Posted by: Bertram Cabot Jr. at January 30, 2016 10:14 AM (FkBIv)

10 Top 10?

Posted by: Weasel at January 30, 2016 10:15 AM (e3bId)

11 About a year ago, someone hacked his account and people were getting tweets from his account. -- What the heck is wrong with some people?

Posted by: Y-not (@moxiemom) at January 30, 2016 10:15 AM (t5zYU)

12 Butterflies? Those are animals.

Posted by: Snoop Doggy Dogg at January 30, 2016 10:15 AM (b2qGx)

13 7 I havent forgotten Joffen. He's still followed on twitter by many. About a year ago, someone hacked his account and people were getting tweets from his account. Posted by: Bruce With a Wang! ------------ What? Really? And where did this come from? How did he come up all of the sudden?

Posted by: Poo Chi at January 30, 2016 10:16 AM (fSuK4)

14 I saw the falls when I was a kid. Very neat and loud. But what scared me was the water rushing towards the falls. It wasn't deep but very, very fast. So yeah, it would have to be really really cold to freeze that water.

Posted by: HH at January 30, 2016 10:17 AM (DrCtv)

15 And where did this come from? How did he come up all of the sudden? -- Joffen lived in the Niagra area. When I was looking for snowy pictures, I stumbled into a blog post about Niagra Falls...which led me to that old post I linked that was put up a day or so after Joffen died. There's a video of Niagra Falls in it. It just so happens to be the second anniversary (week) of his passing. Time is flying.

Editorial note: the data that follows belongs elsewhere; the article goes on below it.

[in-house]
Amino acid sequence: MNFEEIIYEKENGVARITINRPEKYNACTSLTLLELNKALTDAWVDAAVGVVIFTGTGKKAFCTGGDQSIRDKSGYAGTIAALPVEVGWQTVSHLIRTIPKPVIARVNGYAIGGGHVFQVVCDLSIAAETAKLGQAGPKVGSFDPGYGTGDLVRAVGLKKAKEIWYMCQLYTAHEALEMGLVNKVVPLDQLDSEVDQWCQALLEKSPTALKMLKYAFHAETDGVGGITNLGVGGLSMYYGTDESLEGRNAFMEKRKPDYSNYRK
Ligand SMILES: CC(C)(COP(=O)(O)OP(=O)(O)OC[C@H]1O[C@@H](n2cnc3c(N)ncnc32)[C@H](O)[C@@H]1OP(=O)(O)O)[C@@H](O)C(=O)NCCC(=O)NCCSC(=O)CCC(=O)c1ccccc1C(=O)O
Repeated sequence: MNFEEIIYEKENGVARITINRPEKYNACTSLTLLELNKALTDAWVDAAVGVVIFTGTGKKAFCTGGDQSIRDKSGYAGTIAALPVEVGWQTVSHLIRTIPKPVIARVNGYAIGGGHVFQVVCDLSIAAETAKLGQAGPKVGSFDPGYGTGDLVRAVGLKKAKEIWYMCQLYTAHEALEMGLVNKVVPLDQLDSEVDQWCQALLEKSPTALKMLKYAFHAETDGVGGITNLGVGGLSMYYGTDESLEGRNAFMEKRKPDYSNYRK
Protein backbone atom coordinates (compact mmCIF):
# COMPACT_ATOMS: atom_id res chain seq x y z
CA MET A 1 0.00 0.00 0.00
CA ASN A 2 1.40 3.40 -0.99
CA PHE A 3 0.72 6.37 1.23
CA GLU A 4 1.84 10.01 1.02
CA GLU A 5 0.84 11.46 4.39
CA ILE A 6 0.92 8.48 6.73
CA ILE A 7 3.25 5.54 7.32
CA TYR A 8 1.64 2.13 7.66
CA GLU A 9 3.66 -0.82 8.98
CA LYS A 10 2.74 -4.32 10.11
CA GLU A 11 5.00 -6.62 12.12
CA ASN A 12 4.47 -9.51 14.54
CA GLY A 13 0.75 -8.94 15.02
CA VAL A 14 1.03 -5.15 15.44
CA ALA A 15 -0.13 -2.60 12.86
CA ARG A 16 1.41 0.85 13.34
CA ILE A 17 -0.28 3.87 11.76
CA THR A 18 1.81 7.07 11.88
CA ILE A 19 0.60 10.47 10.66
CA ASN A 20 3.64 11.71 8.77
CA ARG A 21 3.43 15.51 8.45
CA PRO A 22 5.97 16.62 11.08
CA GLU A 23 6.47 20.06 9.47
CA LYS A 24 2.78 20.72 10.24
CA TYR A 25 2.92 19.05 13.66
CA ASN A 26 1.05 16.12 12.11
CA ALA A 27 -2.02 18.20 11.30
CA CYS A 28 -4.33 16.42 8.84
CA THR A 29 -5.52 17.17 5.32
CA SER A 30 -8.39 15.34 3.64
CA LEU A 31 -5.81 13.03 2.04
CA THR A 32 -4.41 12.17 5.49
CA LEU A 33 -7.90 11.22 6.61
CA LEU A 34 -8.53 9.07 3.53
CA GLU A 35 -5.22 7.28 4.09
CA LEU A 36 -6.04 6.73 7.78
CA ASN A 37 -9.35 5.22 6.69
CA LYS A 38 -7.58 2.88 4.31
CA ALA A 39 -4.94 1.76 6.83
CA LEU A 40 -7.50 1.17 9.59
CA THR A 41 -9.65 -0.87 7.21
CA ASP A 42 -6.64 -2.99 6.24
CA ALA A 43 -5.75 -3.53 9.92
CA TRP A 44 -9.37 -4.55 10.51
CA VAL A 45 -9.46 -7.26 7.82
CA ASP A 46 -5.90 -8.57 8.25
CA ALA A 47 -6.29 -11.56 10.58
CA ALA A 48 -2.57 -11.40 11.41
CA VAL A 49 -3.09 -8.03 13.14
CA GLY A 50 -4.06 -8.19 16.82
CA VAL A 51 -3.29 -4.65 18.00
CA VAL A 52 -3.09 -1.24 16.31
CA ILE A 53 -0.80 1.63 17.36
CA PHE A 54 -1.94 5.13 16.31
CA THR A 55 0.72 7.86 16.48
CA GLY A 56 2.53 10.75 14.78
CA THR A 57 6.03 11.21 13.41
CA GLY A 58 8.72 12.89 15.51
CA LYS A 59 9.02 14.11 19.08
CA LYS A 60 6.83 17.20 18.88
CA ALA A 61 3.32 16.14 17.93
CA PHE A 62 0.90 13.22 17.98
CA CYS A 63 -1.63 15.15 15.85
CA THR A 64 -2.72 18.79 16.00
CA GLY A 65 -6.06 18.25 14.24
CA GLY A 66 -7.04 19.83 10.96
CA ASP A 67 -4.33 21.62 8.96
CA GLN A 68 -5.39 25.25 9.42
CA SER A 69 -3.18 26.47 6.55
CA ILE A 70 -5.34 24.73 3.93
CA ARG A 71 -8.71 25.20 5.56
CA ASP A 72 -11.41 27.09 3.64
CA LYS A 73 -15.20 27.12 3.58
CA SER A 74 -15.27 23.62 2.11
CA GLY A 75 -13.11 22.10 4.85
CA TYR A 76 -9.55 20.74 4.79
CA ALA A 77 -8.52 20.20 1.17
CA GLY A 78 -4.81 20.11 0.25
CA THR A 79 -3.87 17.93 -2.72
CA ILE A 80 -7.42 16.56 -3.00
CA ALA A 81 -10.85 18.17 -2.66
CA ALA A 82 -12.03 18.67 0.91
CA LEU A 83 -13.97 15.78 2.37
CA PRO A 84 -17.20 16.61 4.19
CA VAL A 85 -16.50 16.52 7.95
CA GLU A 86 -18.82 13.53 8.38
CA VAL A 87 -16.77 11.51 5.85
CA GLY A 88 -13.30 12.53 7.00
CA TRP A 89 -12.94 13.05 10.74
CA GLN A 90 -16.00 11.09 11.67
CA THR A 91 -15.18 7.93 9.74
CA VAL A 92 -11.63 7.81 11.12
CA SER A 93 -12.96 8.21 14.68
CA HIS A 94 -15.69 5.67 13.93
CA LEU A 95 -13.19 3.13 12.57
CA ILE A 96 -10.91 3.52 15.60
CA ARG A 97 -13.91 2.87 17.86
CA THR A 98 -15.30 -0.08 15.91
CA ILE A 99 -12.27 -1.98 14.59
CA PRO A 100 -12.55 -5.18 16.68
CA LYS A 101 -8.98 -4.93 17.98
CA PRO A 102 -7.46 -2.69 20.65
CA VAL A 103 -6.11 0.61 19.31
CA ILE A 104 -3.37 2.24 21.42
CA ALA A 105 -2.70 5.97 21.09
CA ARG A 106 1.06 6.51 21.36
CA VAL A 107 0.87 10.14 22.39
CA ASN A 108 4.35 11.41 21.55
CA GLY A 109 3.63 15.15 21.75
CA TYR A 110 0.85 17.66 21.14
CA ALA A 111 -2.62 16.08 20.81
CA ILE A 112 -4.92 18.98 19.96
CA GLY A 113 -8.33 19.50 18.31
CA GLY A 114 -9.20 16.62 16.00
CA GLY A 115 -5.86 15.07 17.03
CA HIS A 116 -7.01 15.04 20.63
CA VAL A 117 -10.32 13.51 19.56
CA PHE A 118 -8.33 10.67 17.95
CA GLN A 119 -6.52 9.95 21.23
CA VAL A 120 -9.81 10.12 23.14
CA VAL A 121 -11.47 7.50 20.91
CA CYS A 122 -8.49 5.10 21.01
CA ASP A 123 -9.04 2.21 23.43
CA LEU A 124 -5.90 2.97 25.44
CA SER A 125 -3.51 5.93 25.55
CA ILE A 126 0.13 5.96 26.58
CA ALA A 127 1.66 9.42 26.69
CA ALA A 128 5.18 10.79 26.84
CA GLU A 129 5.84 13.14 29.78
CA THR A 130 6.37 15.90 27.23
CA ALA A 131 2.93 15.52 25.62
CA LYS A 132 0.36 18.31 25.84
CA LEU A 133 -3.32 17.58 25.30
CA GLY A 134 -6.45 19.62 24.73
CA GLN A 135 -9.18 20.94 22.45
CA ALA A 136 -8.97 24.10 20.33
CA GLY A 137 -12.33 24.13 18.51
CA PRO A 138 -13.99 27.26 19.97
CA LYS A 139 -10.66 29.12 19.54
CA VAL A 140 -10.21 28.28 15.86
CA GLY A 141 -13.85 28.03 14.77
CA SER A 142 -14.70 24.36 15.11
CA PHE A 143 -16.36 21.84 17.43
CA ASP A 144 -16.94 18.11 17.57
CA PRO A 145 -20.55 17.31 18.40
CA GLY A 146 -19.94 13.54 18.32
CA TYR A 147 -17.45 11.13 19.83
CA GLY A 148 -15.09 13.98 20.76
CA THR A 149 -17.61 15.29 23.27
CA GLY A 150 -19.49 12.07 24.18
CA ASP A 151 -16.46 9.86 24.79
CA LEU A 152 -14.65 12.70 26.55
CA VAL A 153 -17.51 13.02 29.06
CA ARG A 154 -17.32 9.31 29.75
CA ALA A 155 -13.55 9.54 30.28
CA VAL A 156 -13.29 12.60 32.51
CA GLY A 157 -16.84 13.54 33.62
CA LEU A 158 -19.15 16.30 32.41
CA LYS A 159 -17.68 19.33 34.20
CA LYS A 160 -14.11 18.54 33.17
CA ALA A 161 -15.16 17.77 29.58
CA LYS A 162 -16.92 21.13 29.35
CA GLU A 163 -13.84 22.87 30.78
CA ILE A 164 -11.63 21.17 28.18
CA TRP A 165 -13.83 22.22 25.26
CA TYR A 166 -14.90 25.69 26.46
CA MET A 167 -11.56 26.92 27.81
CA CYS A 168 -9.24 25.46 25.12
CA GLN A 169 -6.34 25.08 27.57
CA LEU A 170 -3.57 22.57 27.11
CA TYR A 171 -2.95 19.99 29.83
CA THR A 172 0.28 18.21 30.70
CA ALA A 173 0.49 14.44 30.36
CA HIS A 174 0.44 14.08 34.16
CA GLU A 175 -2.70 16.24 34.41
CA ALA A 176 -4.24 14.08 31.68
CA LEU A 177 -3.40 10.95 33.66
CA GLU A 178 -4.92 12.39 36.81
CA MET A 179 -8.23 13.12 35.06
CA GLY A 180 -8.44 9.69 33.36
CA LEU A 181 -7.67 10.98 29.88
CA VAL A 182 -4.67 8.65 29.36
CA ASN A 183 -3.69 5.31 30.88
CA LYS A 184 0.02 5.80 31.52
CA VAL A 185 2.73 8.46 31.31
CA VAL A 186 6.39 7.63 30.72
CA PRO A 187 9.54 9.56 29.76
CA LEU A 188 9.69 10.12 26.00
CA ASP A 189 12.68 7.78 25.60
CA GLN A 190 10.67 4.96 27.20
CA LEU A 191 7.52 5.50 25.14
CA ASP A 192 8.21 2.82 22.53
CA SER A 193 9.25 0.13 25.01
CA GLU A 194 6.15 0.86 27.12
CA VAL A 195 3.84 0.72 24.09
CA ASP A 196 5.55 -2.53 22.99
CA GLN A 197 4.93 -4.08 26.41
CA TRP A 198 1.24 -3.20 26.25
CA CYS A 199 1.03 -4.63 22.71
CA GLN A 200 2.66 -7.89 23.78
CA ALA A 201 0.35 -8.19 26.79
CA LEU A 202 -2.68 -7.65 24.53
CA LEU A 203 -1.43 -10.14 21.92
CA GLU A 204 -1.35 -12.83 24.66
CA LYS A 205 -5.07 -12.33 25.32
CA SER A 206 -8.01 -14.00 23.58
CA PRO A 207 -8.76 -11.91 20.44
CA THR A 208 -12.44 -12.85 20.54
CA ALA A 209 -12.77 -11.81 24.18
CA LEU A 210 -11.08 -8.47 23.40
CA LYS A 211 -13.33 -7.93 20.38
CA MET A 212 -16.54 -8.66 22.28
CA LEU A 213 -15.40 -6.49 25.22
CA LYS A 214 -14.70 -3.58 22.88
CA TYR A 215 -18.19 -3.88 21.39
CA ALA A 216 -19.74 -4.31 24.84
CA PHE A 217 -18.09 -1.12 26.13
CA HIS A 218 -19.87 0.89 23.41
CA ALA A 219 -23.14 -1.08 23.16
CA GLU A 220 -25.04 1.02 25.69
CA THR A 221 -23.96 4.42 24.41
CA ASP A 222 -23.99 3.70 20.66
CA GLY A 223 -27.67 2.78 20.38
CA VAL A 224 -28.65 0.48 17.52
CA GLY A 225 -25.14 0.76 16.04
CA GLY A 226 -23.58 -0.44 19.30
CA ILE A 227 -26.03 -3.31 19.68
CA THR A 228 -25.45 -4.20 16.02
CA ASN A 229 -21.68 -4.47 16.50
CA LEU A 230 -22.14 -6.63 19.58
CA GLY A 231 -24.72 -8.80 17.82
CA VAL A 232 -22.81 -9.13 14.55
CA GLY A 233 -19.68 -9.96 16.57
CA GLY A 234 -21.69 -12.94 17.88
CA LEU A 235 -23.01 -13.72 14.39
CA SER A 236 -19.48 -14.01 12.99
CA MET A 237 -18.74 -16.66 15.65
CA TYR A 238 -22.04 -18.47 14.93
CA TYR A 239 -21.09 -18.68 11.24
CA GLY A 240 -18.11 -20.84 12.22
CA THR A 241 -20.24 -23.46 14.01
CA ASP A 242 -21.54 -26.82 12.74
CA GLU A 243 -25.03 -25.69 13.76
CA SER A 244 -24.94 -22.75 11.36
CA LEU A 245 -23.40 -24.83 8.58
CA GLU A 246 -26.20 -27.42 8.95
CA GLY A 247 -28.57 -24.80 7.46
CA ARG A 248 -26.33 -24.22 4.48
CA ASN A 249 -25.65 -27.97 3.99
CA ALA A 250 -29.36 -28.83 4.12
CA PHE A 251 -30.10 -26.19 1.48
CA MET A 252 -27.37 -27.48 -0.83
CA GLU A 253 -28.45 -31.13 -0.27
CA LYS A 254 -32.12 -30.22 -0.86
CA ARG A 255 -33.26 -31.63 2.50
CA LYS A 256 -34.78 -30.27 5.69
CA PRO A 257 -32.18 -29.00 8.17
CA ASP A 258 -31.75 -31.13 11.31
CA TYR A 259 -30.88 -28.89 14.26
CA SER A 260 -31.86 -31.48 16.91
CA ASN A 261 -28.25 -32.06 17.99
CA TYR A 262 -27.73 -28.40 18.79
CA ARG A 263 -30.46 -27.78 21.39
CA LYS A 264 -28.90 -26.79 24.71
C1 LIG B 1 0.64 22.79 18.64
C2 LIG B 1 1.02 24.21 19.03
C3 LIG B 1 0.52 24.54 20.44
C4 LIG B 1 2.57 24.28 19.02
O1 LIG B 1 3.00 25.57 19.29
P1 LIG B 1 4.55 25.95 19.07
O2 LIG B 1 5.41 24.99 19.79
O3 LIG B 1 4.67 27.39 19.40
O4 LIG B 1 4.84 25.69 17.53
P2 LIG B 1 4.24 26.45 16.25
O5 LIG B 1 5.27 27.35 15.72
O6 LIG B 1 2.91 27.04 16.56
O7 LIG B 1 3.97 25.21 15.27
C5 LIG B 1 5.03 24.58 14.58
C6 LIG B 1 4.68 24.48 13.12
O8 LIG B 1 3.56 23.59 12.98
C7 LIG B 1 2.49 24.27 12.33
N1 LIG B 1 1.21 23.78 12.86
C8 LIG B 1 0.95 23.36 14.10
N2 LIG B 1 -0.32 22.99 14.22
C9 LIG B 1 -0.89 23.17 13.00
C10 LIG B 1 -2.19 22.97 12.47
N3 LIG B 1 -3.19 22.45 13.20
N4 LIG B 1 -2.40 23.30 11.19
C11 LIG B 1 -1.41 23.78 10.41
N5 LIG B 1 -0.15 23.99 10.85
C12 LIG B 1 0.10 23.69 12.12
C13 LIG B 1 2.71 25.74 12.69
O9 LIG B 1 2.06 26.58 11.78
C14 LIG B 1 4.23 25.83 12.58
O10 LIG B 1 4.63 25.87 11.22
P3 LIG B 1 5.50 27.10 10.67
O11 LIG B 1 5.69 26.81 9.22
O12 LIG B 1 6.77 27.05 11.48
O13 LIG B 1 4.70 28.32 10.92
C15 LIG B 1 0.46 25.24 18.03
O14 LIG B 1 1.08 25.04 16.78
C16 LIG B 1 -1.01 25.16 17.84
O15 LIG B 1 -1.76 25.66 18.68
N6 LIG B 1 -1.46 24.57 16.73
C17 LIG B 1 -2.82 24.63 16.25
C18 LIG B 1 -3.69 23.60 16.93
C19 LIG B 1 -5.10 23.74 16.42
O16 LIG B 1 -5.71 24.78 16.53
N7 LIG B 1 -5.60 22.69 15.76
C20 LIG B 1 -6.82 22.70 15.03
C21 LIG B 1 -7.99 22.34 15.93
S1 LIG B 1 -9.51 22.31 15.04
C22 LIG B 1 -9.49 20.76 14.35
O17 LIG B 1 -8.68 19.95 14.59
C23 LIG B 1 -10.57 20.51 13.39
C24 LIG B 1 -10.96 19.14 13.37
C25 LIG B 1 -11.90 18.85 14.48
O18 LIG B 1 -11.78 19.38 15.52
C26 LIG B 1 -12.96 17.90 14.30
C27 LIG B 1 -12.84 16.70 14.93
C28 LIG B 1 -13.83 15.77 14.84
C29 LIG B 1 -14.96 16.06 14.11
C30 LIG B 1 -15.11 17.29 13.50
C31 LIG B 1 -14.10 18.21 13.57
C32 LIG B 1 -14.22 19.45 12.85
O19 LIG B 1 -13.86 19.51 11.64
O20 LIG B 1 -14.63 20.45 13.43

Posted by: Y-not (@moxiemom) at January 30, 2016 10:19 AM (t5zYU)

16 I've been toying with the idea of learning about the birds that visit our backyard feeders.

Posted by: Weasel at January 30, 2016 10:19 AM (e3bId)

17 I think the divorce and not being able to see his daughter drove joffen over the edge.

Posted by: Ronster at January 30, 2016 10:20 AM (mUa7N)

18 That is a gorgeous caterpillar in KT's section. I never see pretty caterpillars out in the yard - just ugly ones.

Posted by: Y-not (@moxiemom) at January 30, 2016 10:21 AM (t5zYU)

19 16 I've been toying with the idea of learning about the birds that visit our backyard feeders. --- We had a little guy hopping around our back patio during the snowstorm last week. I couldn't quite figure out what he was -- seemed to be some sort of gnatcatcher or related, based on the beak and body.

Posted by: Y-not (@moxiemom) at January 30, 2016 10:22 AM (t5zYU)

20 We are expecting a 2 day blizzard starting tonight. Probably won't amount to much.

Posted by: Ronster at January 30, 2016 10:22 AM (mUa7N)

21 My garden is standing water again.
Last two years I have been cutting the grass turf that has been growing over my sidewalk and curbs and stomping it into other low spots, and they barely had standing water this year. 
Apparently it now runs to the other end of the property to where my garden is. 

*sigh*  If I keep this up everywhere in the yard I will wind up living on a hill.